Plant and Soil

, Volume 256, Issue 2, pp 347–357

Differences in rhizosphere carbon-partitioning among plant species of different families

Article

DOI: 10.1023/A:1026147622800

Cite this article as:
Warembourg, F.R., Roumet, C. & Lafont, F. Plant and Soil (2003) 256: 347. doi:10.1023/A:1026147622800

Abstract

Interspecific variations in carbon (C) allocation and partitioning in the rhizosphere were investigated on 12 Mediterranean species belonging to different family groups (grasses, legumes, non-legume forbs) and having different life cycles. Plants grown individually in artificial soil, in a greenhouse and inoculated with rhizosphere microflora were labelled with 14CO2 for 3 h at the vegetative stage. Rhizosphere respiration was measured during 6 days after which labelled C partitioning between shoots, roots, soil, root washing solution and respiration was estimated. The percentage of assimilated 14C allocated below ground differed significantly between species (41 – 76%) but no significant difference was found between grasses, legumes and non-legume forbs. When expressed as percentage of below-ground 14C, rhizosphere respiration was significantly smaller for non-legume forbs (42%) than for grasses (46%) and legumes (51%). Consequently more 14C was incorporated into root biomass in the former. Half-life of 14CO2 evolution through respiration ranged from 23 h in legumes to 27 h for non-legume forbs and 37 h for grasses. This suggested differences in microbial activities due to quantities and quality of root exuded C. Rhizosphere respiration was positively correlated with the amount of 14C in the solution used to wash the roots on one hand, and root N concentration on the other hand. This led to a functional hierarchy between plant family groups of the overall rhizosphere activity. It went from non-legume forbs being the less active (except Crepis sancta)in terms of respiration and exudation, to grasses and then legumes, the most active but also the richest in nitrogen.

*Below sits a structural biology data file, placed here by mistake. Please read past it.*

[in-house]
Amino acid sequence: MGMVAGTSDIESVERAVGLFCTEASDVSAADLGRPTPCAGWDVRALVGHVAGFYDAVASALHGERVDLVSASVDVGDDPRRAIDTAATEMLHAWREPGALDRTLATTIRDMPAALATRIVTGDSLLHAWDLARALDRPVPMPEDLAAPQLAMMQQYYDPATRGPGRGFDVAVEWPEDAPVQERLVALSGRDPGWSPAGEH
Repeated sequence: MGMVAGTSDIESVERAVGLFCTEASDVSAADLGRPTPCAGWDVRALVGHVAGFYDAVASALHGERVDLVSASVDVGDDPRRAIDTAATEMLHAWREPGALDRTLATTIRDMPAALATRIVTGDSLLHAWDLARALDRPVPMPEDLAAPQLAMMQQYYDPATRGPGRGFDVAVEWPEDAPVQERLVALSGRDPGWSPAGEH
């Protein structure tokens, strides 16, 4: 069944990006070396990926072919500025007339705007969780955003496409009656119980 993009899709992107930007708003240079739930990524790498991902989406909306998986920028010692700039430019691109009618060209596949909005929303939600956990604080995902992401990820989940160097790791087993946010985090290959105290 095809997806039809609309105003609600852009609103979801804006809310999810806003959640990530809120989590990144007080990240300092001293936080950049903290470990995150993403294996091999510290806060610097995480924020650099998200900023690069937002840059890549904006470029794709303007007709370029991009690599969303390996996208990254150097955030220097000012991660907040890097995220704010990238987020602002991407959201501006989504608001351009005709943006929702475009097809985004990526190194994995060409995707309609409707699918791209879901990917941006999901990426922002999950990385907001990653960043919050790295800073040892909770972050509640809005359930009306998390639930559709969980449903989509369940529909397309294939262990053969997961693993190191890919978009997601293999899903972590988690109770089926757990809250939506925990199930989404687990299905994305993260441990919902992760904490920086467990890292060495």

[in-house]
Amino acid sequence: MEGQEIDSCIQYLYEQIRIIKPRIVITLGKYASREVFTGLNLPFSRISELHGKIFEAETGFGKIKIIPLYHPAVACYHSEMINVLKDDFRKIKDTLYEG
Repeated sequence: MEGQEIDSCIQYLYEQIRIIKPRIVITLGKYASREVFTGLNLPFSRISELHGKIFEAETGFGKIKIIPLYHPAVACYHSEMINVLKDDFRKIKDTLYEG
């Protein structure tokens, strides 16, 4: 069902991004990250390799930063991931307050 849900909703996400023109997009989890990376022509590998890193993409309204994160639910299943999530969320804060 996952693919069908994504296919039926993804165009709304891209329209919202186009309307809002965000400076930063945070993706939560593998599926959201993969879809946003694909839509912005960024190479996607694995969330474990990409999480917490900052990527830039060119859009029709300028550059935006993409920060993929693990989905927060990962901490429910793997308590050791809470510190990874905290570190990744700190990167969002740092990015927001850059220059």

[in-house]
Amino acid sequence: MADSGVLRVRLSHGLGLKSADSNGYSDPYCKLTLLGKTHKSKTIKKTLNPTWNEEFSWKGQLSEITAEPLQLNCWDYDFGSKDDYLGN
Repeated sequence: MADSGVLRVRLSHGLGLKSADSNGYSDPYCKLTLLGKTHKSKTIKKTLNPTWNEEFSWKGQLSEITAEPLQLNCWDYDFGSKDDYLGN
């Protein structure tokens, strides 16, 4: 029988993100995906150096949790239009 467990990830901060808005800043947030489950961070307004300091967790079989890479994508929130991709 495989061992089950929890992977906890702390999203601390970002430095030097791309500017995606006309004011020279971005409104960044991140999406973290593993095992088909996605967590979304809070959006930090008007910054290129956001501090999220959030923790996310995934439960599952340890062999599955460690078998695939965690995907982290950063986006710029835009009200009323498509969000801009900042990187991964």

14CO2 plant labelling life cycle plant family rhizosphere respiration root exudation 

Copyright information

© Kluwer Academic Publishers 2003

Authors and Affiliations

  1. 1.Centre d'Ecologie Fonctionnelle et Evolutive (CNRS, UPR 9056)Montpellier Cedex 5France

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